FY2016 Budget Request Shifts the Debate on Clean Water Investments


The debate over what federal programs to fund for the upcoming fiscal year that begins in October got underway earlier this month when the Obama Administration released its FY 2016 Budget Request.  Acknowledging what many federal budget watchers have argued for two years, the Administration decided to jettison the budget handcuffs of sequestration, which imposed across the board budget caps on all federal spending regardless of the merits of any particular program, in favor of a budget that restores funding for many of its priorities, including the environment and infrastructure investment.   Thus, the Administration is proposing that overall spending for the U.S. Environmental Protection Agency (EPA) increase by $460 million to $8.6 billion and that overall spending on investments in water and wastewater infrastructure remain near FY 2015 levels at $2.3 billion. 

NACWA is pleased to see that the Administration has requested spending for the State Revolving Fund (SRF) programs remain nearly intact as it is an acknowledgement that the need for strong investment in our water and wastewater infrastructure is indeed great.  More practically, since Congress has restored investment in these programs for the past several years despite the Administration’s requested attempts to reduce it, the Administration realized it is pointless to try to use the money elsewhere.

The Administration’s budget, however, proposes shifts in spending in the SRF programs which Congress may or may not agree to.  Specifically, the Administration is requesting a $333 million cut to the Clean Water State Revolving Fund (CWSRF) and a $279 million increase to the Drinking Water State Revolving Fund (DWSRF), dedicating $1.118 billion and $1.186 billion respectively to these programs.   The Administration is also requesting $50 million for technical assistance, training, and other efforts to enhance the capacity of communities and states to plan and finance drinking water and wastewater infrastructure improvements, of which $5 million would be used to administer the Water Infrastructure Finance & Innovation Act (WIFIA)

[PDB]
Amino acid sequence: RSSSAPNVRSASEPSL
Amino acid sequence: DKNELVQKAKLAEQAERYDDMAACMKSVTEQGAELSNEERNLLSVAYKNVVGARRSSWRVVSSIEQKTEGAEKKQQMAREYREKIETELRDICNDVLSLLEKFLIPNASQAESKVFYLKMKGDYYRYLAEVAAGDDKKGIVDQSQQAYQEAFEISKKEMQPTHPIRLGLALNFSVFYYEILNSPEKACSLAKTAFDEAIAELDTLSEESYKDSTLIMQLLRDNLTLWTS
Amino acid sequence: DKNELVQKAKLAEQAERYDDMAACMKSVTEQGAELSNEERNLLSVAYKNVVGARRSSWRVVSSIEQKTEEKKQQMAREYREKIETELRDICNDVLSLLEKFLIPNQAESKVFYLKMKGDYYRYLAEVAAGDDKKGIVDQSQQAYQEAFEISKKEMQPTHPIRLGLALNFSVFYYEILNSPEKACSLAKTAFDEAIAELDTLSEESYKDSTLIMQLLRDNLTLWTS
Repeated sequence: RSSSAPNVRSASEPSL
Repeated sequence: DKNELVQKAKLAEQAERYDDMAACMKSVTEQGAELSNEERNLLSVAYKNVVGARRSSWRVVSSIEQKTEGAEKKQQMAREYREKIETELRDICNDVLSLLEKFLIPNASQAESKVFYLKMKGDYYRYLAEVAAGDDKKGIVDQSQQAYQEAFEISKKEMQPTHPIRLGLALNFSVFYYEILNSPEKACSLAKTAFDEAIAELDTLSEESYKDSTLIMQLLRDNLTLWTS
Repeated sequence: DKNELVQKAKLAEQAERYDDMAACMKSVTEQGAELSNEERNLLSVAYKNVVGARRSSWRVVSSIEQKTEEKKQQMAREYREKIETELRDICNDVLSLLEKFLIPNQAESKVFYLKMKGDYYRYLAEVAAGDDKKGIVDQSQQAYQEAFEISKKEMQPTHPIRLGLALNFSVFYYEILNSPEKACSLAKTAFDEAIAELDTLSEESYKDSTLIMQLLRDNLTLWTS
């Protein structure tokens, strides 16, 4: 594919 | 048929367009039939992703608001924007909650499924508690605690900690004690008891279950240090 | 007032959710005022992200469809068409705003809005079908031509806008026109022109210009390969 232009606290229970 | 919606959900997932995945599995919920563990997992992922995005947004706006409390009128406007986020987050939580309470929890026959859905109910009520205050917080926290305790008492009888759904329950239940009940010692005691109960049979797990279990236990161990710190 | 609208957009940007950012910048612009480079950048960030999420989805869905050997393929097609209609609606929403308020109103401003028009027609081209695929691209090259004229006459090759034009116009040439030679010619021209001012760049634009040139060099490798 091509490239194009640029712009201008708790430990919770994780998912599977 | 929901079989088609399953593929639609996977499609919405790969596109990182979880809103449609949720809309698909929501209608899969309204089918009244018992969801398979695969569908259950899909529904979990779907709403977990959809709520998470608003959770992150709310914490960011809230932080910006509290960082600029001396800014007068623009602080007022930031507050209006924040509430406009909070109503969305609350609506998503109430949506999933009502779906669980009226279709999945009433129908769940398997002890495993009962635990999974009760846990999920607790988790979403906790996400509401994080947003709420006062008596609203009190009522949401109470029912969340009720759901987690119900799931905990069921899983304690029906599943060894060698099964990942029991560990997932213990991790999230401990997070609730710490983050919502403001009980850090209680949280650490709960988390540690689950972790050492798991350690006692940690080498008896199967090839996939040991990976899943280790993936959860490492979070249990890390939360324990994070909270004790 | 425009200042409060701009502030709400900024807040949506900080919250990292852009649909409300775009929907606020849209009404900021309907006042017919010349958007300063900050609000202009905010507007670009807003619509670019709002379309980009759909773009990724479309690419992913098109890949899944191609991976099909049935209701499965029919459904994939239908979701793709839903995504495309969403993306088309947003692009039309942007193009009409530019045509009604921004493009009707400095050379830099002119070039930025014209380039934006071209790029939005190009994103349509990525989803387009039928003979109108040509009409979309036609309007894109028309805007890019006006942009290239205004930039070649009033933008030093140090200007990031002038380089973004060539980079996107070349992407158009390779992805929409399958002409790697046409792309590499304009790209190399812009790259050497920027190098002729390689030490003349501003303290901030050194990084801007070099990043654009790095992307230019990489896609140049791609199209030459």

For years, annual appropriations for the CWSRF exceeded spending for the DWSRF by approximately $500 million likely due to the fact that authorization levels were traditionally smaller for the drinking water program and the fact that costs associated with building and maintaining wastewater treatment plants and collections systems were far greater than those for drinking water systems.  However this view point, at least within the Administration, is clearly being questioned and we may be entering into a new spending era of parity between the two programs.   There are likely several reasons for this shift in perspective.  One reason could be concern that drinking water supplies may not be as safe as once assumed them to be after the crisis last summer over nitrate levels the City of Toledo’s drinking water supply, provided by Lake Erie, exceeded public health standards set by the EPA, forcing Toledo’s businesses and residents to go without water for several days.   Another reason could also be the result of issues raised during last year’s debate over establishing the WIFIA program during which advocates argued that the current DWSRF program is not adequate to finance many large metropolitan drinking systems and therefore a new federal financing mechanism was needed.  Debate over WIFIA raised the profile of the state of our water and wastewater infrastructure in general and drinking water systems in particular.  A third reason could also be concern over the adequacy of current drinking water supplies in many regions experiencing persistent drought due to climate change and the need to invest in alternative water supplies, including water reuse.   

Whatever the reasons for the Administration’s proposal, Congress will need to determine whether the shift in spending toward drinking water systems is in fact warranted and necessary.  Certainly EPA’s regulatory focus on clean water agencies is not diminishing and in fact, the Administration continues to issue many new regulations for which wastewater agencies that will continue to drive up costs for these agencies, including new rules regarding sewage sludge incineration and addressing mercury from dental offices, and continued wet weather enforcement. 

While NACWA stands with its drinking water brethren in applauding the Administration’s request for more money to ensure our drinking water supplies remain the safest in the world, we will continue to ensure Congress understands that this increase cannot come at the expense of clean water.  Stay tuned….   



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